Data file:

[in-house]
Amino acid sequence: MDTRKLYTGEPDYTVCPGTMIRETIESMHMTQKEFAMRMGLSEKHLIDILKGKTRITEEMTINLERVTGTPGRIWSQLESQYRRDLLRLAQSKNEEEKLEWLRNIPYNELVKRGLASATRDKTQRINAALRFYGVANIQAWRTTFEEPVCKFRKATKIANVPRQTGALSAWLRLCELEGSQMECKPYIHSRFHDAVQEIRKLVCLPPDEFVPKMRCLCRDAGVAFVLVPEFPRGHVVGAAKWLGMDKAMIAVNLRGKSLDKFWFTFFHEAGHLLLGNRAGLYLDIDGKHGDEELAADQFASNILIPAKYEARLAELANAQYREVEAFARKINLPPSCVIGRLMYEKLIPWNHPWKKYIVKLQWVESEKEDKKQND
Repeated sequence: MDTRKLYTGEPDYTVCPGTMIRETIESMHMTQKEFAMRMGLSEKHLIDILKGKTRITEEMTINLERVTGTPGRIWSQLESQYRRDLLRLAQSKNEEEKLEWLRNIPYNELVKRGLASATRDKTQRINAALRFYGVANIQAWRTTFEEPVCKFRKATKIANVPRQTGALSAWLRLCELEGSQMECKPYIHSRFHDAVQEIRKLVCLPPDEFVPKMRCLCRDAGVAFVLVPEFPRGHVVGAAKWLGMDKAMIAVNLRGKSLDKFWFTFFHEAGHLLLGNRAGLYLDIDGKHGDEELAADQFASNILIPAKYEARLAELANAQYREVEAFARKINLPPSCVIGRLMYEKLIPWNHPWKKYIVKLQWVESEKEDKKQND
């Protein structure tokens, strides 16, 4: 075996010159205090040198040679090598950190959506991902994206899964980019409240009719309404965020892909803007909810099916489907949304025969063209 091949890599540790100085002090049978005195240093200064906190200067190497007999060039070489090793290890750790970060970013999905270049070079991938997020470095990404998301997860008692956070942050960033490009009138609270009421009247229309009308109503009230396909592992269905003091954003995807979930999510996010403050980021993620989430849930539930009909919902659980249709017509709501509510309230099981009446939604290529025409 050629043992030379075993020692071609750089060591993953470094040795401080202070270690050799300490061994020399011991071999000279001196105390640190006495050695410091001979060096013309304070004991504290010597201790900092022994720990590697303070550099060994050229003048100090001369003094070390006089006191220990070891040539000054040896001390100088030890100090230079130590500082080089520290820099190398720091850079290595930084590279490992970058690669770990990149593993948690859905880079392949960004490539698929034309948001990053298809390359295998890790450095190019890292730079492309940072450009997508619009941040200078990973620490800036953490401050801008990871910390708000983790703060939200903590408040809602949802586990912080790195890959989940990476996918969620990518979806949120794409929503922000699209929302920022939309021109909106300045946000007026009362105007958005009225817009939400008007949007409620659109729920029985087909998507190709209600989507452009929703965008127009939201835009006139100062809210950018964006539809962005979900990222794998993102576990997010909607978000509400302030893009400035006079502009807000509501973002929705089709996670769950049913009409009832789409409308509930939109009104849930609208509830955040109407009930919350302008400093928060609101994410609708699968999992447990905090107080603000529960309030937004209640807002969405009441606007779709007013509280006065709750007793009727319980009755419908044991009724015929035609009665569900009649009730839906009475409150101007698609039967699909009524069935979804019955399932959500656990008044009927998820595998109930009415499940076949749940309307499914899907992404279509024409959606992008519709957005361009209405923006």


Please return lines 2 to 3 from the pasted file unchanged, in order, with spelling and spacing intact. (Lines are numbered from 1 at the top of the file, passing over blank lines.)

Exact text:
Amino acid sequence: MDTRKLYTGEPDYTVCPGTMIRETIESMHMTQKEFAMRMGLSEKHLIDILKGKTRITEEMTINLERVTGTPGRIWSQLESQYRRDLLRLAQSKNEEEKLEWLRNIPYNELVKRGLASATRDKTQRINAALRFYGVANIQAWRTTFEEPVCKFRKATKIANVPRQTGALSAWLRLCELEGSQMECKPYIHSRFHDAVQEIRKLVCLPPDEFVPKMRCLCRDAGVAFVLVPEFPRGHVVGAAKWLGMDKAMIAVNLRGKSLDKFWFTFFHEAGHLLLGNRAGLYLDIDGKHGDEELAADQFASNILIPAKYEARLAELANAQYREVEAFARKINLPPSCVIGRLMYEKLIPWNHPWKKYIVKLQWVESEKEDKKQND
Repeated sequence: MDTRKLYTGEPDYTVCPGTMIRETIESMHMTQKEFAMRMGLSEKHLIDILKGKTRITEEMTINLERVTGTPGRIWSQLESQYRRDLLRLAQSKNEEEKLEWLRNIPYNELVKRGLASATRDKTQRINAALRFYGVANIQAWRTTFEEPVCKFRKATKIANVPRQTGALSAWLRLCELEGSQMECKPYIHSRFHDAVQEIRKLVCLPPDEFVPKMRCLCRDAGVAFVLVPEFPRGHVVGAAKWLGMDKAMIAVNLRGKSLDKFWFTFFHEAGHLLLGNRAGLYLDIDGKHGDEELAADQFASNILIPAKYEARLAELANAQYREVEAFARKINLPPSCVIGRLMYEKLIPWNHPWKKYIVKLQWVESEKEDKKQND